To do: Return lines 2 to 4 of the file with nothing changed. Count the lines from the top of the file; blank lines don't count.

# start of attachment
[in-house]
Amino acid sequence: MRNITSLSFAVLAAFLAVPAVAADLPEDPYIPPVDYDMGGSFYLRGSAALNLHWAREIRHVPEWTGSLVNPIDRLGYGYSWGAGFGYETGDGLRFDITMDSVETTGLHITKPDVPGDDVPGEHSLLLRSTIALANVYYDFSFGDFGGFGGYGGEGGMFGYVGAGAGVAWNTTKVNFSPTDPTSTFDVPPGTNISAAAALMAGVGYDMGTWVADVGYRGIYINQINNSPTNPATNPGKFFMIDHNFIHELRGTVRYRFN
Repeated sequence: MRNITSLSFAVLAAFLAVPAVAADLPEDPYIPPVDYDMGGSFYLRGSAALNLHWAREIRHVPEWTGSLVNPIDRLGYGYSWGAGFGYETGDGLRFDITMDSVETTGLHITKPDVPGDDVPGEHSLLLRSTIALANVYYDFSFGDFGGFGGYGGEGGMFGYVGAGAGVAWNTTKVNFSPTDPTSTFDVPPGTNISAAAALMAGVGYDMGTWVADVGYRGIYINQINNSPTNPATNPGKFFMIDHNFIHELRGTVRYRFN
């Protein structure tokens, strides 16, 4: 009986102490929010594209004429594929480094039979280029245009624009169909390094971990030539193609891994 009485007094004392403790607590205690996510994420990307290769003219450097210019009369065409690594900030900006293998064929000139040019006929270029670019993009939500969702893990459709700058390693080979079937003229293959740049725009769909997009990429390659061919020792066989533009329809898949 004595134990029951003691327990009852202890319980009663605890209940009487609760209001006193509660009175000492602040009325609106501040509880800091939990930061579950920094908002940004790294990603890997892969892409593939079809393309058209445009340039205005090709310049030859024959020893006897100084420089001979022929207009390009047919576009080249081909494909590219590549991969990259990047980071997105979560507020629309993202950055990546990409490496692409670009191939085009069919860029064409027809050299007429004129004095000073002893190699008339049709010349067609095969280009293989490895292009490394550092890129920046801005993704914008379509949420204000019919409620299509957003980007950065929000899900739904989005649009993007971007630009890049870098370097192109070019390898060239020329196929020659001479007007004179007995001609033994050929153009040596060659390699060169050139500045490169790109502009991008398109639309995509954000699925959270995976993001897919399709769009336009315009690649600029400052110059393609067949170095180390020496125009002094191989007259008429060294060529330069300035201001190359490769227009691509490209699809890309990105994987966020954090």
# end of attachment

Amino acid sequence: MRNITSLSFAVLAAFLAVPAVAADLPEDPYIPPVDYDMGGSFYLRGSAALNLHWAREIRHVPEWTGSLVNPIDRLGYGYSWGAGFGYETGDGLRFDITMDSVETTGLHITKPDVPGDDVPGEHSLLLRSTIALANVYYDFSFGDFGGFGGYGGEGGMFGYVGAGAGVAWNTTKVNFSPTDPTSTFDVPPGTNISAAAALMAGVGYDMGTWVADVGYRGIYINQINNSPTNPATNPGKFFMIDHNFIHELRGTVRYRFN
Repeated sequence: MRNITSLSFAVLAAFLAVPAVAADLPEDPYIPPVDYDMGGSFYLRGSAALNLHWAREIRHVPEWTGSLVNPIDRLGYGYSWGAGFGYETGDGLRFDITMDSVETTGLHITKPDVPGDDVPGEHSLLLRSTIALANVYYDFSFGDFGGFGGYGGEGGMFGYVGAGAGVAWNTTKVNFSPTDPTSTFDVPPGTNISAAAALMAGVGYDMGTWVADVGYRGIYINQINNSPTNPATNPGKFFMIDHNFIHELRGTVRYRFN
């Protein structure tokens, strides 16, 4: 009986102490929010594209004429594929480094039979280029245009624009169909390094971990030539193609891994 009485007094004392403790607590205690996510994420990307290769003219450097210019009369065409690594900030900006293998064929000139040019006929270029670019993009939500969702893990459709700058390693080979079937003229293959740049725009769909997009990429390659061919020792066989533009329809898949 004595134990029951003691327990009852202890319980009663605890209940009487609760209001006193509660009175000492602040009325609106501040509880800091939990930061579950920094908002940004790294990603890997892969892409593939079809393309058209445009340039205005090709310049030859024959020893006897100084420089001979022929207009390009047919576009080249081909494909590219590549991969990259990047980071997105979560507020629309993202950055990546990409490496692409670009191939085009069919860029064409027809050299007429004129004095000073002893190699008339049709010349067609095969280009293989490895292009490394550092890129920046801005993704914008379509949420204000019919409620299509957003980007950065929000899900739904989005649009993007971007630009890049870098370097192109070019390898060239020329196929020659001479007007004179007995001609033994050929153009040596060659390699060169050139500045490169790109502009991008398109639309995509954000699925959270995976993001897919399709769009336009315009690649600029400052110059393609067949170095180390020496125009002094191989007259008429060294060529330069300035201001190359490769227009691509490209699809890309990105994987966020954090």